In view of this gap of transition probabilities and of the need in astrophysics for investigating the chemical composition of some peculiar stars, we present a new set of results in both Os I and Os II. In the present paper, radiative lifetime measurements have been performed with a LIF approach for 12 levels of Os I and for 9 levels of Os II. From a combination of theoretical BFs and experimental lifetime values, new oscillator strengths have been deduced for a set of transitions of astrophysical interest appearing in the wavelength range 180.0-870.0 nm.
The new results have allowed us to review the solar photospheric abundance of osmium.
Partly in relation with the low cosmic abundance of osmium, our knowledge of the spectrum of this element is still rather fragmentary. Some regularities in Os I were observed very early by Meggers & Laporte (1926). The NBS compilation of Os I energy levels (Moore 1958) was based on early measurements by Albertson (1934, 1938) registered at the Massachussetts Institute of Technology (MIT) (4500 lines among which 2169 were classified as combinations among 234 levels). Additional measurements were made at the MIT by Van den Bosch who made Zeeman spectrograms and who, in collaboration with van Kleef, extended the spectrum of Os I (Van den Bosch 1955; Van den Bosch & van Kleef 1956) (about 6000 lines among which 2387 were classified as belonging to combinations from 257 levels). For Os II, the NBS compilation (Moore 1958) was also based on van den Bosch's unpublished material (1956). A further revision of the Os I spectrum analysis led Van Kleef (1960) to reject 14 levels from the level list and to add 18 new levels. A summary of the data available in Os I and Os II spectra was published by Van Kleef & Klinkenberg (1961). About 40% of the total of the lines of Os I and only 15% of the total of the lines of Os II have been classified. Level designation (at least partial designation) was provided for 263 Os I and 43 Os II levels. A parametric study of the (5d + 6s)8 configurations, performed by Gluck et al. (1964) and Gluck (1965), has allowed the identification of the lowest term of the configuration and the assignement of a prominent configuration to the 49 low even levels. The fine-structure parameters, as determined with the Slater-Condon method, by Gluck et al. (1964), agree with those provided by Wyart (1978) and Blaise & Wyart (1989). The MIT Wavelength Tables (Harrison 1939) contain 1745 osmium lines in the domain 200.0 to 804.2 nm and 1036 lines have been listed by Meggers et al. (1975) in the emission spectrum of a copper arc.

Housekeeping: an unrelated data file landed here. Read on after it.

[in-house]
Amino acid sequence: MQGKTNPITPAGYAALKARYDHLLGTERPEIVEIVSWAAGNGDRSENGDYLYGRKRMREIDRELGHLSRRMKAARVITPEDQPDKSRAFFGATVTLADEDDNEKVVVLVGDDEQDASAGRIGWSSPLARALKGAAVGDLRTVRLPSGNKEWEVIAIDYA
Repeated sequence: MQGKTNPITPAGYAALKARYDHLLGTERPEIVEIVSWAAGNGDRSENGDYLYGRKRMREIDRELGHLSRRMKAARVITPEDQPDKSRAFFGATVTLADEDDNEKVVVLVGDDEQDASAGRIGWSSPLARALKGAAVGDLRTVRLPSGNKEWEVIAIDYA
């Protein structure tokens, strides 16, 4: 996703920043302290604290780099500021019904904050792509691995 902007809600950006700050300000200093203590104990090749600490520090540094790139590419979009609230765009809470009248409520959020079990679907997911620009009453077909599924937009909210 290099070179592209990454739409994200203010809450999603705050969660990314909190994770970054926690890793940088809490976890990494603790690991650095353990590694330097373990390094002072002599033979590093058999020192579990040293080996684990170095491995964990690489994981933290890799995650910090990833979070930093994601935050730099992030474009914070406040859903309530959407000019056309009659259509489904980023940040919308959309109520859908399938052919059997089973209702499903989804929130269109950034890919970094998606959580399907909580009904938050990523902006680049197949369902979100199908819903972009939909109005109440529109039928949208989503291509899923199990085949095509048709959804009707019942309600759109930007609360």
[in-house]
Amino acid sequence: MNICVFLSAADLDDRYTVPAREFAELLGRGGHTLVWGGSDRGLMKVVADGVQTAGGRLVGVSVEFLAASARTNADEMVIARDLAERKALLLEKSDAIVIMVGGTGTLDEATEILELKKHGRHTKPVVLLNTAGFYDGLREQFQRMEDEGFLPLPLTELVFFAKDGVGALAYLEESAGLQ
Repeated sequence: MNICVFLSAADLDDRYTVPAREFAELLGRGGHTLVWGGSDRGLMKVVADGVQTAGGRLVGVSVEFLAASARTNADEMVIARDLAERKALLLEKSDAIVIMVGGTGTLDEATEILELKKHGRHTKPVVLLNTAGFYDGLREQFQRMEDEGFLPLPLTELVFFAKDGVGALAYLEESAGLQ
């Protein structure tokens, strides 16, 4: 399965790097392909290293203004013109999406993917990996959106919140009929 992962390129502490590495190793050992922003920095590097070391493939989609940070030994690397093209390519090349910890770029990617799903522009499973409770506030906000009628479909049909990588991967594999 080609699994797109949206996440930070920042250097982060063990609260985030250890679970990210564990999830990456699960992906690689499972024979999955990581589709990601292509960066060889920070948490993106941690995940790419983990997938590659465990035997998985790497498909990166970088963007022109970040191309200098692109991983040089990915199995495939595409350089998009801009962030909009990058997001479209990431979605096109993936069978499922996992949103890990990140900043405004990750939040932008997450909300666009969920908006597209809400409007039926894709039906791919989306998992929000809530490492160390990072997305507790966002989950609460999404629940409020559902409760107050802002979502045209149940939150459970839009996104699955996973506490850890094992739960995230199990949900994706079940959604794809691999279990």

The nuclear spin I = 1/2 for 187Os (Murakawa 1955; Guthörhlein et al. 1961), 3/2 for 189Os (Murakawa & Suwa 1952; Loeliger & Sarles 1954) and I = 0 for the even isotopes, indicate that hyperfine structure effects are likely to appear only for the first two isotopes. Hyperfine structure measurements, with natural abundances of the isotopes, have been published by Kawada (1938), Suwa (1951), Murakawa & Suwa (1952), Murakawa (1955), Murakawa & Kamei (1957) and Blaise (1957, 1958). Further measurements, using radiogenic Os-enriched samples, were performed by Guthörhlein et al. (1961, 1969) and by Himmel (1968). The hyperfine structure and isotope shifts of many levels and lines in Os I were investigated by Kröger et al. (2002) using LIF spectroscopy.
Isotope shifts are indeed present in the Os spectrum. Measurements with natural osmium are due to Kawada (1938), Suwa (1951), Murakawa & Suwa (1952) and Murakawa (1955). Later on, measurements with isotopically enriched osmium were reported by Guthörhlein et al. (1961), Hines & Ross (1962), Nöldeke & Saksena (1962), Nöldeke et al. (1962) and Aufmuth & Wöbker (1985). More detailed discussions on both hyperfine structures and isotope shifts have been provided by Blaise & Wyart (1989).